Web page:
If your company is in the process of transforming itself into a sustainability-oriented enterprise, you are not alone. According to a 2016 GreenBiz report, 51 percent of U.S. companies have disclosed greenhouse gas reduction targets (The State of Green Business, 2016). But part of sustainability management includes a human resource component, not just impact reduction and strategic planning, which is where most companies initiate reforms. Transforming how human resources management approaches sustainability takes knowledge, leadership, and initiative, and it is not always a C-level priority. This is unfortunate because there are tangible advantages to a shift in focus from a traditional business operating environment to a sustainable workplace. These benefits include:
- An engaged workforce providing leverage to support environmental and CSR goals
- Employee retention as people value companies that have a higher purpose
- Healthier workers, which drive lower healthcare and productivity costs
- Ability to attract top talent as many workers, especially Millennials, seek out principled companies that care for the environment.
So, what does a sustainability-oriented view of human resource management look like? If your company is ‘going green,’ now might be a good time to evaluate how well your organization is performing in each of these key areas:
Eco-awareness begins with employee training and participation. For example, green metrics are an achievement or loss shared by all. If practical goals related to recycling, waste reduction, and energy usage are met, employees should celebrate. Are your employees talking the talk? Public relations needn’t be the domain of one department if all your employees are sharing the news of your company’s sustainable initiatives. Reputation is helped along by happy, engaged, and enthusiastic workers.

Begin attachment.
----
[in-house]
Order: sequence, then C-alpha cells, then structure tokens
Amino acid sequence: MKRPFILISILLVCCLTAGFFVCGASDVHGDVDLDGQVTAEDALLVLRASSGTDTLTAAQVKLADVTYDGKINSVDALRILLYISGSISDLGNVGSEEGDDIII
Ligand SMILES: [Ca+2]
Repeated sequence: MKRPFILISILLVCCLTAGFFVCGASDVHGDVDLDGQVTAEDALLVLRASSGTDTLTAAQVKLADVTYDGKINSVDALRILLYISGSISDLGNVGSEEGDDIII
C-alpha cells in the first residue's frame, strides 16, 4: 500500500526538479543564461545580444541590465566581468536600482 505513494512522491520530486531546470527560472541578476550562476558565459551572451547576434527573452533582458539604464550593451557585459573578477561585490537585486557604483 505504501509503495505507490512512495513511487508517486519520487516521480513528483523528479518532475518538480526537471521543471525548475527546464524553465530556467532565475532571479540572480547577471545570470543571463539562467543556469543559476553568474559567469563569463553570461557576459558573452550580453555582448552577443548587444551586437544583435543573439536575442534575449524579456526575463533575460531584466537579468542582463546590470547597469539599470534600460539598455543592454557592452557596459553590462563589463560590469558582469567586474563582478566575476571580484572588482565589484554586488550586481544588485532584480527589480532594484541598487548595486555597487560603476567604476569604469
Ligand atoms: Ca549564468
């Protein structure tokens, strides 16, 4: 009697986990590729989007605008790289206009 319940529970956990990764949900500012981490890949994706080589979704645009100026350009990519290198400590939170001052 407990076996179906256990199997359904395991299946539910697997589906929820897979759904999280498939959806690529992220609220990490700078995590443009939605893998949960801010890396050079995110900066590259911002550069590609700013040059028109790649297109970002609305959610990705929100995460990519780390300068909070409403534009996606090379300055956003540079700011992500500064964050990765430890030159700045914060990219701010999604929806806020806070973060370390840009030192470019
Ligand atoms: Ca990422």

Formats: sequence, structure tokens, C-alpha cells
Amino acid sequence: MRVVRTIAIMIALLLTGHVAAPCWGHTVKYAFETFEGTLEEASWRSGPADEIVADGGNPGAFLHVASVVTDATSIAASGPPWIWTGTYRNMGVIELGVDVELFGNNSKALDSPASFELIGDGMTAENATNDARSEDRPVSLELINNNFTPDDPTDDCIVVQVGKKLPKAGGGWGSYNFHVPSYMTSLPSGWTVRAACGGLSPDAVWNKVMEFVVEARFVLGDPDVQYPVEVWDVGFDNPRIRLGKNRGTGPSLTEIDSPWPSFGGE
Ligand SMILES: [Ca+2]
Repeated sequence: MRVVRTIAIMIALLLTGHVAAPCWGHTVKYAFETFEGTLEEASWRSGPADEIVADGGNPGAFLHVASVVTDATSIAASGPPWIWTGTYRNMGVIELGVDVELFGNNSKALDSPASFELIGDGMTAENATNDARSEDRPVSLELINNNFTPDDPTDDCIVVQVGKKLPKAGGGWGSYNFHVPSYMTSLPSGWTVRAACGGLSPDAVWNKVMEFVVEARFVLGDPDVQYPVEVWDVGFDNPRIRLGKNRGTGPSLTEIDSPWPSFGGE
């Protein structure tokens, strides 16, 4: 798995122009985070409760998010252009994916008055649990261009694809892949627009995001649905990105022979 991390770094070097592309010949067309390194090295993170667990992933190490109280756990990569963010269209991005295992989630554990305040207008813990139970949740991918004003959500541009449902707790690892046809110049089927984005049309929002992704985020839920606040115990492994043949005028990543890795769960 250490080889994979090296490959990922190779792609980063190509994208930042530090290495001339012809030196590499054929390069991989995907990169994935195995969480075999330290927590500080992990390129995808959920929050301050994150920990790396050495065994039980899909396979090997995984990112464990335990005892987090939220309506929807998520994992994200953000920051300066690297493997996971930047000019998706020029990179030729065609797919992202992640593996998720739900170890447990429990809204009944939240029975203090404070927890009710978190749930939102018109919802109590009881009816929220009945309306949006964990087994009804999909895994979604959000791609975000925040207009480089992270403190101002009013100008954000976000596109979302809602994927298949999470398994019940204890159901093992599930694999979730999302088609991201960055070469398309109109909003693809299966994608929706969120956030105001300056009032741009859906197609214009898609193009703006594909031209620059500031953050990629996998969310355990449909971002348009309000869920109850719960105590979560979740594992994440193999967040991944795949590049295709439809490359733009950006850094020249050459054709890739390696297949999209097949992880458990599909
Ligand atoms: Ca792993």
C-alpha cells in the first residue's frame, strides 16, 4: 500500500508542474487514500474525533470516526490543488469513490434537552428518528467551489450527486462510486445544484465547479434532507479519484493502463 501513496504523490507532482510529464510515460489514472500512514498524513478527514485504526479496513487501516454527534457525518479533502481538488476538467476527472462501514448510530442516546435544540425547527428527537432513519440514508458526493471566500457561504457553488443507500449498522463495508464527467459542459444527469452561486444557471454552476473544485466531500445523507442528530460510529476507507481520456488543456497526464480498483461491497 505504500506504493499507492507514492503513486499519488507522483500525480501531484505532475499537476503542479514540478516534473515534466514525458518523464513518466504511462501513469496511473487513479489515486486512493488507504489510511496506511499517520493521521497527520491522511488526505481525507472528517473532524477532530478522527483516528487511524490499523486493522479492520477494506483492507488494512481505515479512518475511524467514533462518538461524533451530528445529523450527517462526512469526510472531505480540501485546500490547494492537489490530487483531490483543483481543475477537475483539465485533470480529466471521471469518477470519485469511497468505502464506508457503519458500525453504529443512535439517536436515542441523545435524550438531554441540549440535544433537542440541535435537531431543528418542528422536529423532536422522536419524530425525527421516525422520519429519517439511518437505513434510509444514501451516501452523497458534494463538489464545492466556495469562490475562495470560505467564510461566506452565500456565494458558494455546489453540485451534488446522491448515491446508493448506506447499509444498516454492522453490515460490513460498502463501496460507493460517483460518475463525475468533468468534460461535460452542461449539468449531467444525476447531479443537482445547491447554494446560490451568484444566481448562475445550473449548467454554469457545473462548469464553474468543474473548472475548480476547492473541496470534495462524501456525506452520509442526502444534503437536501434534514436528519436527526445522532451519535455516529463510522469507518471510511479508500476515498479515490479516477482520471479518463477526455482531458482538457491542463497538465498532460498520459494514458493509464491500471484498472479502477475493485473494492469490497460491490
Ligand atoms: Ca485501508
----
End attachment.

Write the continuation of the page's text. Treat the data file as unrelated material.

Pay and Benefits
Pay and benefits have long been considered the carrot that attracts the top-tier employee. But what if monetary concerns were equal in value to the desire to make a difference by working in a company that balances economic considerations with environmental protection and social justice, including a focus on fair and equitable HR policies? What if benefits included paid community volunteerism, leadership development, work/life balance offerings, and worker wellness programs? For small businesses, programs such as these do not have to be expensive. Peer coaching, cross-training, volunteer recognition awards, flexible scheduling, and work-at-home offerings can be equally effective. Setting up an employee-led “Green Team” benefits future leaders with practice in sustainable development. These intangibles are attractive to workers interested in a career, not just a job.
It goes without saying that a sustainable organization seeks to ensure worker health and safety beyond what might be required by the letter of the law. It considers worker relationship, habitation, and longevity. Sustainable practices work to eliminate discrimination in all forms, sexual harassment, and unequal or unfair pay. An equitable and diverse workplace is the goal. Sustainable HR managers consider the workplace climate and seek to ensure that it is clean and healthy. Stress is monitored and reduction strategies employed, such as adding an in-house gym or lunchtime basketball court. Ergonomic and protective equipment is available as needed, and exposure to hazardous environments or chemicals are eliminated as much as possible.
There are many other ways that sustainable HR professionals can positively impact the bottom line by engaging employees in meaningful work (See Wharton’s “How Companies Can Tap Sustainability to Motivate Staff). Embracing sustainability principles – meeting today’s demands without compromising the ability of future generations to meet their needs – extends beyond technical and economic systems. They ensure that human systems comprised of talented and dedicated individuals are first and foremost in strategic planning. Ideally, a sustainable HR system should ensure that workers feel that they can make a difference, prosper, and have a safe and healthy workspace within a transformative, rather than status quo environment. And with a human and ecologically-centered approach, the important goals of profit and market share won’t fall by the wayside; rather, they will be supported by employees proud of its sustainability commitments.